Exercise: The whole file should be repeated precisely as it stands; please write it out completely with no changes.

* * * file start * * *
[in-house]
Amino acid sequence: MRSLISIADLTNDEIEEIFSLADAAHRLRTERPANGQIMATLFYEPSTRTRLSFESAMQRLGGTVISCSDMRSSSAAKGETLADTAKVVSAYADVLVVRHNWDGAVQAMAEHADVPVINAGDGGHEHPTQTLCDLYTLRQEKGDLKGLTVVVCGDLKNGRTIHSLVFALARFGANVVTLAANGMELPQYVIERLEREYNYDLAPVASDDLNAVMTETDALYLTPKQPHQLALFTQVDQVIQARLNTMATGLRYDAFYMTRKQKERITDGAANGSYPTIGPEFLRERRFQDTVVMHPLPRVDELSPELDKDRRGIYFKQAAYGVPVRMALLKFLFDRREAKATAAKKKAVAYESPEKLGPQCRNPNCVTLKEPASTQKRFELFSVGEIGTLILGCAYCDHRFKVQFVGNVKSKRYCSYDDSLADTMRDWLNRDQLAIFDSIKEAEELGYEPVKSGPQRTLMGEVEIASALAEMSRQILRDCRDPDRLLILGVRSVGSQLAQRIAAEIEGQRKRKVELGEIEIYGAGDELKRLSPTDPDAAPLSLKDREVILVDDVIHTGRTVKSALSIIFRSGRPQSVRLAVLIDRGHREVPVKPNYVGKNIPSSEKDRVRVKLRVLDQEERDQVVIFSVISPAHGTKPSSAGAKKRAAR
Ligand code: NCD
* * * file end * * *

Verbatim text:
[in-house]
Amino acid sequence: MRSLISIADLTNDEIEEIFSLADAAHRLRTERPANGQIMATLFYEPSTRTRLSFESAMQRLGGTVISCSDMRSSSAAKGETLADTAKVVSAYADVLVVRHNWDGAVQAMAEHADVPVINAGDGGHEHPTQTLCDLYTLRQEKGDLKGLTVVVCGDLKNGRTIHSLVFALARFGANVVTLAANGMELPQYVIERLEREYNYDLAPVASDDLNAVMTETDALYLTPKQPHQLALFTQVDQVIQARLNTMATGLRYDAFYMTRKQKERITDGAANGSYPTIGPEFLRERRFQDTVVMHPLPRVDELSPELDKDRRGIYFKQAAYGVPVRMALLKFLFDRREAKATAAKKKAVAYESPEKLGPQCRNPNCVTLKEPASTQKRFELFSVGEIGTLILGCAYCDHRFKVQFVGNVKSKRYCSYDDSLADTMRDWLNRDQLAIFDSIKEAEELGYEPVKSGPQRTLMGEVEIASALAEMSRQILRDCRDPDRLLILGVRSVGSQLAQRIAAEIEGQRKRKVELGEIEIYGAGDELKRLSPTDPDAAPLSLKDREVILVDDVIHTGRTVKSALSIIFRSGRPQSVRLAVLIDRGHREVPVKPNYVGKNIPSSEKDRVRVKLRVLDQEERDQVVIFSVISPAHGTKPSSAGAKKRAAR
Ligand code: NCD